.”..The present situation in banking is in many respects perverse. The magic of diversification, when assumed into banks’ risk models, means that large, complex banks often hold less capital than their smaller, simpler brethren. The rocket-scientists building models tell us this makes sense. But the rocket-scientists building rockets tell us it is nonsense. This error has cost the world dear. Through this year, the Financial Stability Board is leading the charge to boost loss-absorbing capital for the largest, systemically important institutions to correct this error. It is right to do so.”

Fund Strategy Magazine: Complexity lessons from nature for a better economic future… In case you thought that “complexity management” is just more mumbo jumbo from the financial sector I suggest that you read the following piece and any of my previous blogs on the subject of complexity. Complexity analysis, mapping and management is available NOW and, if a business leader is intent upon gaining a greater insight into their operations, making more informed decisions, managing more effectively, gaining competitive advantage and “st … Read More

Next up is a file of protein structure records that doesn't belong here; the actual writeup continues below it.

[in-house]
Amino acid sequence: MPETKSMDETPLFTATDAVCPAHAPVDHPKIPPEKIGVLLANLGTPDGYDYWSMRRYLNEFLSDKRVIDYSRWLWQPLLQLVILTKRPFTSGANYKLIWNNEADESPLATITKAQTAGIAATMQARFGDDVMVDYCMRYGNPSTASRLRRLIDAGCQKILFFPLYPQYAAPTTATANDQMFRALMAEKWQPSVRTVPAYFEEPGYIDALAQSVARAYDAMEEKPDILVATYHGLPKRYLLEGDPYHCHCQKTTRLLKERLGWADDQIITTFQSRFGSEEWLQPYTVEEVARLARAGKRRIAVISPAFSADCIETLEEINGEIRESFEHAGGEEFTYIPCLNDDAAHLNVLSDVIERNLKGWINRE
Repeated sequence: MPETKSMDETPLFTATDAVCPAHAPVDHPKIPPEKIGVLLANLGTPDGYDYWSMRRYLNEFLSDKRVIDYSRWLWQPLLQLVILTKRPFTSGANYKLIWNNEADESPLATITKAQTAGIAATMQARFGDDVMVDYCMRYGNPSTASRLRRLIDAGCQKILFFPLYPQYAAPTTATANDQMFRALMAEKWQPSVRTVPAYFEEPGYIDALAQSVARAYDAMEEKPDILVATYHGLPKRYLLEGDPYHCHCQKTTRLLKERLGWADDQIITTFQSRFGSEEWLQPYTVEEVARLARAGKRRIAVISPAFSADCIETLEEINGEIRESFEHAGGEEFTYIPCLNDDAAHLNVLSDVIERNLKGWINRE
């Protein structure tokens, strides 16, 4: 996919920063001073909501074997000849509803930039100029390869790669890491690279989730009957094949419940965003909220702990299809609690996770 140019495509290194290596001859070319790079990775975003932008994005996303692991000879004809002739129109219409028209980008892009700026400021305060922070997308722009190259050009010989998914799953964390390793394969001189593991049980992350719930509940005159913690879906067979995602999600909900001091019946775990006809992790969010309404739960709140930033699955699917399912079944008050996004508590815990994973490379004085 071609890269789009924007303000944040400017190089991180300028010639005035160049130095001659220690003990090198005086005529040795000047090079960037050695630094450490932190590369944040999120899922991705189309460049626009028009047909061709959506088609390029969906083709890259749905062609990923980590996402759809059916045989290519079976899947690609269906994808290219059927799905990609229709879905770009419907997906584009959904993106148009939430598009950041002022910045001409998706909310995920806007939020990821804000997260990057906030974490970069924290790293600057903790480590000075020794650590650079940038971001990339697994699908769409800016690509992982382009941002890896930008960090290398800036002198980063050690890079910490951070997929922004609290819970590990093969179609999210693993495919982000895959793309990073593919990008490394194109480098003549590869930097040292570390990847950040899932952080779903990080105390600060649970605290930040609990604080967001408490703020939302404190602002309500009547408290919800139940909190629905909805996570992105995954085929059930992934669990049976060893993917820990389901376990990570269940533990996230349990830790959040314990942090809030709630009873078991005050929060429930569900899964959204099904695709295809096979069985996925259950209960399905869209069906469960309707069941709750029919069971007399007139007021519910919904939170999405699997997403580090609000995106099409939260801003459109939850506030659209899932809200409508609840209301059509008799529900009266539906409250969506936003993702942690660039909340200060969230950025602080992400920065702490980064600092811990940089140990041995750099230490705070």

via Get “fit for randomness” [with Ontonix UK]

Connecting the dissident dots from…Glasgow to the Great Pyramid: a practical lesson in Complexity Theory

Long before I gained any real understanding of  complexity, systems, fractals and power laws it had struck me how very different – I choose the word in preference to “better” – the world had become!

For some time now we have had the tools to facilitate communication like we had never experienced. But there was something fundamental missing…a widespread understanding of just how to put it to “good use”.

For as long as I can remember I have believed in and advocated interdependence [even though at various times in my life I have found it difficult to practice what I preach – delegation has never been a strong point!] and worked in an industry that, patently, doesn’t get it. The financial sector thrived, grew fat, lazy and untrusted by structuring (increasingly) win/lose contracts where value was replaced by advertising, hard-sell marketing and cheap prices.

Abandoning quality for quantity; mis-selling inferior products; misrepresenting debt as credit; abusing customer loyalty and inertia; peddling the myth of financial independence and contaminating a generation… Read more of this post